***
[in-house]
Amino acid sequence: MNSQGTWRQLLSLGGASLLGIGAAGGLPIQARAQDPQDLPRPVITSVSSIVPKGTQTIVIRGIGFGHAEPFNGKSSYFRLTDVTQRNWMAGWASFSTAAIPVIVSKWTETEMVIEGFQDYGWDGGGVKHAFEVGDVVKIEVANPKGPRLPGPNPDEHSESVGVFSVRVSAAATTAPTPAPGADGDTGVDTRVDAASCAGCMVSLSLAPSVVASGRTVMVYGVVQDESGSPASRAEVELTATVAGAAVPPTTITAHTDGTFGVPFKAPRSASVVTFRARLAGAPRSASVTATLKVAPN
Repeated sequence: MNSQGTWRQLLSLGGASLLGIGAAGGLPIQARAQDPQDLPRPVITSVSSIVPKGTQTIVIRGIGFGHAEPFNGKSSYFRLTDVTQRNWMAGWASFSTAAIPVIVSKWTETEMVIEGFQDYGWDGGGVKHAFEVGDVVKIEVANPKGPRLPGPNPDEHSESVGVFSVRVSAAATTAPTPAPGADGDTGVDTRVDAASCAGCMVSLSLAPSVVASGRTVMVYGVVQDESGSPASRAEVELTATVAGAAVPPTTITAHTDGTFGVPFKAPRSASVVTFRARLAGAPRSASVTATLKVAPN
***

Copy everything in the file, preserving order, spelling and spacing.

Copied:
[in-house]
Amino acid sequence: MNSQGTWRQLLSLGGASLLGIGAAGGLPIQARAQDPQDLPRPVITSVSSIVPKGTQTIVIRGIGFGHAEPFNGKSSYFRLTDVTQRNWMAGWASFSTAAIPVIVSKWTETEMVIEGFQDYGWDGGGVKHAFEVGDVVKIEVANPKGPRLPGPNPDEHSESVGVFSVRVSAAATTAPTPAPGADGDTGVDTRVDAASCAGCMVSLSLAPSVVASGRTVMVYGVVQDESGSPASRAEVELTATVAGAAVPPTTITAHTDGTFGVPFKAPRSASVVTFRARLAGAPRSASVTATLKVAPN
Repeated sequence: MNSQGTWRQLLSLGGASLLGIGAAGGLPIQARAQDPQDLPRPVITSVSSIVPKGTQTIVIRGIGFGHAEPFNGKSSYFRLTDVTQRNWMAGWASFSTAAIPVIVSKWTETEMVIEGFQDYGWDGGGVKHAFEVGDVVKIEVANPKGPRLPGPNPDEHSESVGVFSVRVSAAATTAPTPAPGADGDTGVDTRVDAASCAGCMVSLSLAPSVVASGRTVMVYGVVQDESGSPASRAEVELTATVAGAAVPPTTITAHTDGTFGVPFKAPRSASVVTFRARLAGAPRSASVTATLKVAPN